As with our stewardship of most of God’s good gifts, of course, our relationship with oil is a complex mix of vice and virtue. The oil industry has been exploited by some but, at the same time, it birthed a new era of philanthropy in the United States. Rockefeller’s charitable giving to public health, higher education, and Baptist missions helped transform entire segments of American society. So too did the philanthropy of other oil barons, including J. Howard Pew, whose contributions supported seminaries and Billy Graham’s ministry and subsidized the founding of Christianity Today.
That the oil industry has done so much good may explain, in part, why calls for environmental stewardship are often met with claims that to leave fossil fuels in the ground is tantamount to rejecting the bounty that a divine creator put there for our use. Energy writer Alex Epstein argues in The Moral Case for Fossil Fuels that turning away from oil would deny people in the developing world the same gifts that built and succored the West. The Cornwall Alliance, a right-of-center network of Christian scholars in diverse fields, affirms on its website “that one way of exercising godly dominion is by transforming raw materials into resources and using them to meet human needs.” To leave such bounty in the earth, the group asserts, is as wrong as it was for the laborer in the Gospel of Matthew who hid his wages in the ground rather than investing them in a quest for abundance (25:14–30).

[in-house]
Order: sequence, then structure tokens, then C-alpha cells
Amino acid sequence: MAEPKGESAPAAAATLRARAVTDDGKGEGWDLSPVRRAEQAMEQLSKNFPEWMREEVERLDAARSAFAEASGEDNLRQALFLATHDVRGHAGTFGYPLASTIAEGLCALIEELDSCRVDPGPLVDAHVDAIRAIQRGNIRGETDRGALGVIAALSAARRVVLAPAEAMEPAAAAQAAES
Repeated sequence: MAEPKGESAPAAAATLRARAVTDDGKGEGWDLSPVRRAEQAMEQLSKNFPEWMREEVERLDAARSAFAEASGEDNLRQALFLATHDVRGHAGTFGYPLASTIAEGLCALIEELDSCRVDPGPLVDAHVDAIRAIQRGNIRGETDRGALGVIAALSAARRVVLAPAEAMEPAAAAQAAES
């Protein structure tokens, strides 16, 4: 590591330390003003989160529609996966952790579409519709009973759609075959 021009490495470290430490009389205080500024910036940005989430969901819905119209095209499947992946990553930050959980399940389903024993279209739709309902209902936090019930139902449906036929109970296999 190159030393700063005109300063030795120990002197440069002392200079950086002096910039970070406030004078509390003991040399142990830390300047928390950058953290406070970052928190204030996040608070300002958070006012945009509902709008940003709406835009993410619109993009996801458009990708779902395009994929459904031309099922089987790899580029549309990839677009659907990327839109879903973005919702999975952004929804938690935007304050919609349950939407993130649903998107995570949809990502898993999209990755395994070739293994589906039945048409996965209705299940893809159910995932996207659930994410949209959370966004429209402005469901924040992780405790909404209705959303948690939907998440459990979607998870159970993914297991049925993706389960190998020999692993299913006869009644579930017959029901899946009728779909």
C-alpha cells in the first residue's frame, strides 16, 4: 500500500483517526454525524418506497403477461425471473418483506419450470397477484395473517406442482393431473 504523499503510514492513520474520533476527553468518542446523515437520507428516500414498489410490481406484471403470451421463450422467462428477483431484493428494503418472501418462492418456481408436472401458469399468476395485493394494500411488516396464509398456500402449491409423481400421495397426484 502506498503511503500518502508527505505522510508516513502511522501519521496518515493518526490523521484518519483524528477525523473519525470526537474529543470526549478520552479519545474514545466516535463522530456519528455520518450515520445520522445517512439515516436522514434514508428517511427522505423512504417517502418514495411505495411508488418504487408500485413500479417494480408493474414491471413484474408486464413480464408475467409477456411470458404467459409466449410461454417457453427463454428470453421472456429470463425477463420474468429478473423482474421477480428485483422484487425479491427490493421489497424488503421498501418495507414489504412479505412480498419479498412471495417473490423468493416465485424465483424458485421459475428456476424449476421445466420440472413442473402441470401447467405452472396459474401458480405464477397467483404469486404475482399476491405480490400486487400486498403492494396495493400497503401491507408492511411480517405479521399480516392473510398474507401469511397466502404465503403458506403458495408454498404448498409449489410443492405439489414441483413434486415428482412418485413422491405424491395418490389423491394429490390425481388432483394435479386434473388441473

The Cornwall Alliance’s arguments are persuasive in many ways: There’s no denying that the gifts of oil and other fossil fuels have enabled countless other “good and perfect” gifts that, as Scripture points out, came in some way or another from God. Their critique of carbon haters is that to suddenly change the rules of the energy game and deprive the rest of the world the quality of life that Americans enjoy is not especially loving.
Outside some extreme voices, however, the green energy crowd isn’t exactly preaching a message of privation. Their rhetoric often rings with almost the same blessing-for-all euphoria as 19th- and 20th-century celebrations of oil. The Sierra Club’s summary of a congressional proposal for a “Green New Deal” is an example. The excited rhetoric with which Eaton described oil in 1866—marshaling words like “bounty,” “immense,” and “mighty”—can be heard echoing in an online Sierra Club explainer titled “What is a Green New Deal?” The plan is “a big, bold transformation of the economy to tackle the twin crises of inequality and climate change,” the group writes. “It would mobilize vast public resources to help us transition from an economy built on exploitation and fossil fuels to one driven by dignified work and clean energy.”
Green New Deal evangelists root their hope less in a particular resource than in human ingenuity. In this, many climate activists and climate skeptics share a common belief: Whether mankind must act now to save the planet or whether, guided by market forces, mankind will eventually adapt to whatever the earth serves up, human progress will prevail.